Reflect for a moment: Do we expect infants to control their behavior on their own? If they cry, flail their arms and legs, is this misbehavior?
No, we see these behaviors as cues to caregivers that the child needs help regulating. And we respond by soothing the child (picking them up and using a calm voice) or we engage the child in a positive interaction/activity (game of peek-a-boo, etc.).
Yet, sometimes we assume 4-5 year olds will automatically regulate– without any adult support!
(Aside: Would we ever expect this with literacy learning? “They’ll just learn to read on their own…”)
The Problem (or Solution) of Self-Regulation
In last month’s blog, we introduced you to the Virginia Kindergarten Readiness Program (VKRP), which expands the measurement of school readiness skills to include self-regulation.
Some people responded with questions about what we mean by “self-regulation” – it’s not something most educators learned about in school. But it is something that you deal with every day. More often you hear about the flip side of self-regulation – challenging behaviors like disruptive behavior, non-compliance, and aggression.
Often we think about “how we can decrease these challenging behaviors?” – but it’s helpful to flip the question to: “how we can promote positive self-regulatory skills?”!
3 Things Administrators and Educators Need to Know about Self-Regulation
#1) Self-regulation can be taught and supported as a proactive way to address behaviors. Behavior regulation, a key aspect of children’s self-regulation, involves children learning to STOP certain behaviors and START an appropriate behavior (based on the expectations of adults and peers in a particular activity/setting). Children 4-5 years old naturally display a wide range of behavior regulation skills but all children can make progress with the right strategies. (We’ll introduce some key strategy resources to you at the end of the blog!)
#2) The same child can be highly regulated or highly dysregulated depending on the context (including adults’ expectations and supports.)
#3) The lens we use to observe self-regulation behaviors in context is critical. If we miss the context (what happens before-and-after) moments of dysregulation we end up missing teaching opportunities—and we may react to behaviors in less helpful ways.
To see point #3 in action, let’s take a quick look at a 4-year-old child (the girl in the orange vest) who is developing her behavior regulation.
source: UVA-CASTL: ECI
What are your initial observations? How do you interpret her behavior: is she being “aggressive”? “Having difficulty controlling her anger”?
That’s a common first take.
Now watch again, this time with some more context—what happened before and after?
source: UVA-CASTL: ECI
Typically observers see the behavior differently this time, once they notice the context. Although the child clearly intruded on her peer’s space in an unwanted manner, it wasn’t intentionally “aggressive” or driven by “anger.” They agreed to ‘play fight’ with the horses (“Let’s see who wins!”). This girl is having a hard time regulating her behavior during the play. She isn’t aware that her level of ‘pretend fighting’ with the horse isn’t appropriate for the setting. She misses several cues from her peer that the play is too rough (grimacing, turning away).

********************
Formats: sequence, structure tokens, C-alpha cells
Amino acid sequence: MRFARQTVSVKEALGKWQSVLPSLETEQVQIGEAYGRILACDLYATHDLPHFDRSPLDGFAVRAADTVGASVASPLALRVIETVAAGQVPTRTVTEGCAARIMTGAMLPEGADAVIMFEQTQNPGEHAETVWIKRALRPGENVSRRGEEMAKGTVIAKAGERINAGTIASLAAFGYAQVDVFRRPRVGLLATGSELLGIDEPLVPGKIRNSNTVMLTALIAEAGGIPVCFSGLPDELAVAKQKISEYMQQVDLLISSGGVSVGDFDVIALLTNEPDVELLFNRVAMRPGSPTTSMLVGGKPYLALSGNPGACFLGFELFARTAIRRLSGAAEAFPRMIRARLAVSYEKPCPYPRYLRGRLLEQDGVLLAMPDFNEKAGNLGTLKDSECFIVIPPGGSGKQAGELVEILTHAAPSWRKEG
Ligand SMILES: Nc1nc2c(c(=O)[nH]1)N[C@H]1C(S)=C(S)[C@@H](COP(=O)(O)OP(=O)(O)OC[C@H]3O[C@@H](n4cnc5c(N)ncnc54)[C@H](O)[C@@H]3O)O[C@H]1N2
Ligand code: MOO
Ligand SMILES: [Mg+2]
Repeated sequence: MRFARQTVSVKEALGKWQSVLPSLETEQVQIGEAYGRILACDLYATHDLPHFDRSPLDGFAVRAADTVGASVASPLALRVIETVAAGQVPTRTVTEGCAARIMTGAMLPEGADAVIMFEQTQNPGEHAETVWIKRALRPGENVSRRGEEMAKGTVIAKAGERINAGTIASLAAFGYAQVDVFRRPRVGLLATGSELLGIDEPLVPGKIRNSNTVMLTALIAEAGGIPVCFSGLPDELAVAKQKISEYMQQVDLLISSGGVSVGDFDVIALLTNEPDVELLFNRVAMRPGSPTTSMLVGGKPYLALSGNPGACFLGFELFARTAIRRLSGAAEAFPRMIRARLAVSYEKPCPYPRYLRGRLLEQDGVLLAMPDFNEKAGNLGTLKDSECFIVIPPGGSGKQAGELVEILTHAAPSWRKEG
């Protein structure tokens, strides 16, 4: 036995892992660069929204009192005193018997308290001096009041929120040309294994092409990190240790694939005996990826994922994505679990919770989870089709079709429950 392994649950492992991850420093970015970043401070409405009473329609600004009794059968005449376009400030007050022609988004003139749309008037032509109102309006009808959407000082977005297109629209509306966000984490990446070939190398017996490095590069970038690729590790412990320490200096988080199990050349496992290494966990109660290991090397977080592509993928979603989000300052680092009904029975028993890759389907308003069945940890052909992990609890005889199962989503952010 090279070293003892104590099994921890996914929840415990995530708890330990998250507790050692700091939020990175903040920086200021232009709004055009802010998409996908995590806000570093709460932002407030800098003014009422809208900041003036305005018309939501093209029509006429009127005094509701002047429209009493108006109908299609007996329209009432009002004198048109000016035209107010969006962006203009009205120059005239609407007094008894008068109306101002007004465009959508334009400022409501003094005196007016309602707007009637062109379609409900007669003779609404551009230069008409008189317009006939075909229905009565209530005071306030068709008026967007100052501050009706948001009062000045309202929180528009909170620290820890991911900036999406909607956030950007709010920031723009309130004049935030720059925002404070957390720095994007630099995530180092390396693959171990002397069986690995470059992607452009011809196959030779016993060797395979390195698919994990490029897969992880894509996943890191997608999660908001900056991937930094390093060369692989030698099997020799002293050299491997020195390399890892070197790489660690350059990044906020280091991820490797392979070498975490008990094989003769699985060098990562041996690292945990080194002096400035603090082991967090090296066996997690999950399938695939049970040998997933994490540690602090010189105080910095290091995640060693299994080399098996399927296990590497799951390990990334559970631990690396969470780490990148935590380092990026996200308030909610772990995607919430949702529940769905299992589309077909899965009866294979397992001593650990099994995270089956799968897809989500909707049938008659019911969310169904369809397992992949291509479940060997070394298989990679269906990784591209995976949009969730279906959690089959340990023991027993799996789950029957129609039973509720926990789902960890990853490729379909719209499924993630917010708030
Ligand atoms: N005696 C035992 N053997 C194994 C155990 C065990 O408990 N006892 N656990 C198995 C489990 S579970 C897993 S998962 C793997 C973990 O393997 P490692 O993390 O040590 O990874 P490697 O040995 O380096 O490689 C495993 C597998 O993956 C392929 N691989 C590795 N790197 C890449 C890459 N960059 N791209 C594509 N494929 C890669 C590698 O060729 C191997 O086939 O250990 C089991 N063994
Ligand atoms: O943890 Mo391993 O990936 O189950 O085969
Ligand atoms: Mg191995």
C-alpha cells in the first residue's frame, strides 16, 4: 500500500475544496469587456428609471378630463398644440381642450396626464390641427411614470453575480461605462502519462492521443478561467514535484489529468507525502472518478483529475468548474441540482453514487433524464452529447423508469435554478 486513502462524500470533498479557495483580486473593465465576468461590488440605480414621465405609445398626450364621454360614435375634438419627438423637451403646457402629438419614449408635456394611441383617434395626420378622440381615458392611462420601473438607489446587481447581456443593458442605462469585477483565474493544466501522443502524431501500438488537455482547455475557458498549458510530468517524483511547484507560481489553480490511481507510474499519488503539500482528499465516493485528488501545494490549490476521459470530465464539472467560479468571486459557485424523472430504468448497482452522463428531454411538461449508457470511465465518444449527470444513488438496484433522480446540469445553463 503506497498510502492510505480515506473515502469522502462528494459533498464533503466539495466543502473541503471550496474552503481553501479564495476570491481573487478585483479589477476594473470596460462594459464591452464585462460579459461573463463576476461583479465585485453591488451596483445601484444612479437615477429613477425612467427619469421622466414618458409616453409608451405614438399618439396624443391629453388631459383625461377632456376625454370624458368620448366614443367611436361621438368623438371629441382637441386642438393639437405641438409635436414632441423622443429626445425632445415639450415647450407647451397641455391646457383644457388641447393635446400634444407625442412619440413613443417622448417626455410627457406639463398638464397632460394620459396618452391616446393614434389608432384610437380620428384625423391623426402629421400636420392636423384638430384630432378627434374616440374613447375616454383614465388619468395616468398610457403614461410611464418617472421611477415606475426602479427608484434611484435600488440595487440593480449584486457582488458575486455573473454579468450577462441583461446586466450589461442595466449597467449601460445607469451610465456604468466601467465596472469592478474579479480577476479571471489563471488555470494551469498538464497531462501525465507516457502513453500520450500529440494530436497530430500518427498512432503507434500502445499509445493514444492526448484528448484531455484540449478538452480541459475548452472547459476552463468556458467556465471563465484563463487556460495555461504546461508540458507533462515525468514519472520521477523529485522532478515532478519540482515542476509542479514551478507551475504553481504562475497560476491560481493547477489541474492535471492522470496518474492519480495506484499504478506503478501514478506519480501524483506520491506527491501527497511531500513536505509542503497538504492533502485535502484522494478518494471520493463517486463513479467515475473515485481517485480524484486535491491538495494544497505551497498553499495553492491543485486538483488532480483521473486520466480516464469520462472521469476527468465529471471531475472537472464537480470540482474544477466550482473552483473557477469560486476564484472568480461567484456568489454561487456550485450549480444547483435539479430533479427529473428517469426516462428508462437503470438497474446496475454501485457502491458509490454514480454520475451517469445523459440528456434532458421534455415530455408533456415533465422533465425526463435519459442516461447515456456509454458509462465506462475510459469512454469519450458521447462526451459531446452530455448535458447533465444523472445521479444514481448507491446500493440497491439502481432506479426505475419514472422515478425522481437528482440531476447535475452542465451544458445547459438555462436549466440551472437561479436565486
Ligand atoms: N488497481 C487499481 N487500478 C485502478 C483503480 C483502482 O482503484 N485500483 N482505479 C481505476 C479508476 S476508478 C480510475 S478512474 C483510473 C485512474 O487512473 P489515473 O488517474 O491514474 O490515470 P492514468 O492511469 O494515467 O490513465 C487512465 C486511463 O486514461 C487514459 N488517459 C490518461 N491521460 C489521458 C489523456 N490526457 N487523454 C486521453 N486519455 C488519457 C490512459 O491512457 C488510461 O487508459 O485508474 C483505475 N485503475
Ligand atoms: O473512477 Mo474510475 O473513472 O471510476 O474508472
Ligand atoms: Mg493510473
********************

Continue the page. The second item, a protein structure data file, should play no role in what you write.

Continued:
What did it take for her to become regulated? Her teacher providing the cue that she needed to stop and play more gently (“Lilly, that’s too rough”).
Some of the misbehavior we see in early childhood classrooms is just a normal part of young children learning about behavior— what’s appropriate, when, with whom?
Now, this doesn’t mean that misbehavior should just be accepted!
Nor does it mean that all misbehavior should be punished.
Remember: punishment won’t serve to teach a skill or replacement behavior! (In fact, frequent reactive punishment can exacerbate negative cycles with children—especially when that child is viewed as a “problem child” or labeled “aggressive.”)
Instead, behavior difficulties can be seen as opportunities to teach and support children to self-regulate.
Here’s an example of how a teacher is proactively teaching children as a class to regulate their behaviors (“use calm bodies and voices” to greet one another) in morning circle time.
Source: UVA-CASTL: ECI
What Can I Do?
#1 Ensure that children showing challenging behaviors are observed in context—When is the behavior happening? What happened before and after?—so that needs for teaching and supporting regulation skills can be assessed (and then re-assessed over time to ensure response to interventions).
#2 In addition to individual child observations, it’s important to understand ALL children’s regulation needs and look for opportunities to teach and support regulation class-wide. Looking at classroom level self-regulation data, ask: What are the trends in data to suggest the need for class-wide strategies versus (or in addition to) more intensive individual supports to one or two children? It’s easy to focus in on one child when many/most young children could benefit from regulation teaching and supports!
#3 Share strategy resources to teach and support self-regulation, as outlined in this helpful Self-Regulation resource from the Virginia Kindergarten Readiness Program.
On page 4 are links to free guides to implement 6 evidence-based strategies to promote children’s self-regulation, including these three—which we pulled out to get you started:
We’ll return to the complex challenge of challenging behaviors (it’s not a one-size-fits-all approach!), but we think looking at challenging behavior with a regulation-in-context lens is a critical first step.